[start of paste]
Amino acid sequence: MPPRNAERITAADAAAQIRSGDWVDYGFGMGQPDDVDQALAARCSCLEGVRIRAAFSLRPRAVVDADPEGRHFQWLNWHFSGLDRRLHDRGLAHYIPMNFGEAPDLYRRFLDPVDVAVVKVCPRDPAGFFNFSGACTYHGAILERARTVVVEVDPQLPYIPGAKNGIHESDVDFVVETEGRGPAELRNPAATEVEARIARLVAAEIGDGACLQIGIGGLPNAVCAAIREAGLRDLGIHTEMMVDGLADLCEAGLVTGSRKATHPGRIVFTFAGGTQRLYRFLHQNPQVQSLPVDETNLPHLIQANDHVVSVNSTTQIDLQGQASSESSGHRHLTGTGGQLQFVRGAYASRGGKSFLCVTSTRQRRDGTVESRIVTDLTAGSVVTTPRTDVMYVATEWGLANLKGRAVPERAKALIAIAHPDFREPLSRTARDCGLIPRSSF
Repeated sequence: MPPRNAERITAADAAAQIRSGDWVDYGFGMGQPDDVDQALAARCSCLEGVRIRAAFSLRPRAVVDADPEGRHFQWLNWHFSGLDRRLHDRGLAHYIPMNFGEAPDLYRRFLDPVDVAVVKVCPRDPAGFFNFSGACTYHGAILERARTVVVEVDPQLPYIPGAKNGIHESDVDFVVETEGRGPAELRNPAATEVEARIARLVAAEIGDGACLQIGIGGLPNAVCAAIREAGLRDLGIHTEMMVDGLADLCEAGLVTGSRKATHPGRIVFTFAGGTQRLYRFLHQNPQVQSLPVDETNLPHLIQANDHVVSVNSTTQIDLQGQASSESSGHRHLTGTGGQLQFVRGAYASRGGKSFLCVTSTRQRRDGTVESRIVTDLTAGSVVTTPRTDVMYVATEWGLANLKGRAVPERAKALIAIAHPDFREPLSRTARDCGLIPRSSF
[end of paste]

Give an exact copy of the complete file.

Amino acid sequence: MPPRNAERITAADAAAQIRSGDWVDYGFGMGQPDDVDQALAARCSCLEGVRIRAAFSLRPRAVVDADPEGRHFQWLNWHFSGLDRRLHDRGLAHYIPMNFGEAPDLYRRFLDPVDVAVVKVCPRDPAGFFNFSGACTYHGAILERARTVVVEVDPQLPYIPGAKNGIHESDVDFVVETEGRGPAELRNPAATEVEARIARLVAAEIGDGACLQIGIGGLPNAVCAAIREAGLRDLGIHTEMMVDGLADLCEAGLVTGSRKATHPGRIVFTFAGGTQRLYRFLHQNPQVQSLPVDETNLPHLIQANDHVVSVNSTTQIDLQGQASSESSGHRHLTGTGGQLQFVRGAYASRGGKSFLCVTSTRQRRDGTVESRIVTDLTAGSVVTTPRTDVMYVATEWGLANLKGRAVPERAKALIAIAHPDFREPLSRTARDCGLIPRSSF
Repeated sequence: MPPRNAERITAADAAAQIRSGDWVDYGFGMGQPDDVDQALAARCSCLEGVRIRAAFSLRPRAVVDADPEGRHFQWLNWHFSGLDRRLHDRGLAHYIPMNFGEAPDLYRRFLDPVDVAVVKVCPRDPAGFFNFSGACTYHGAILERARTVVVEVDPQLPYIPGAKNGIHESDVDFVVETEGRGPAELRNPAATEVEARIARLVAAEIGDGACLQIGIGGLPNAVCAAIREAGLRDLGIHTEMMVDGLADLCEAGLVTGSRKATHPGRIVFTFAGGTQRLYRFLHQNPQVQSLPVDETNLPHLIQANDHVVSVNSTTQIDLQGQASSESSGHRHLTGTGGQLQFVRGAYASRGGKSFLCVTSTRQRRDGTVESRIVTDLTAGSVVTTPRTDVMYVATEWGLANLKGRAVPERAKALIAIAHPDFREPLSRTARDCGLIPRSSF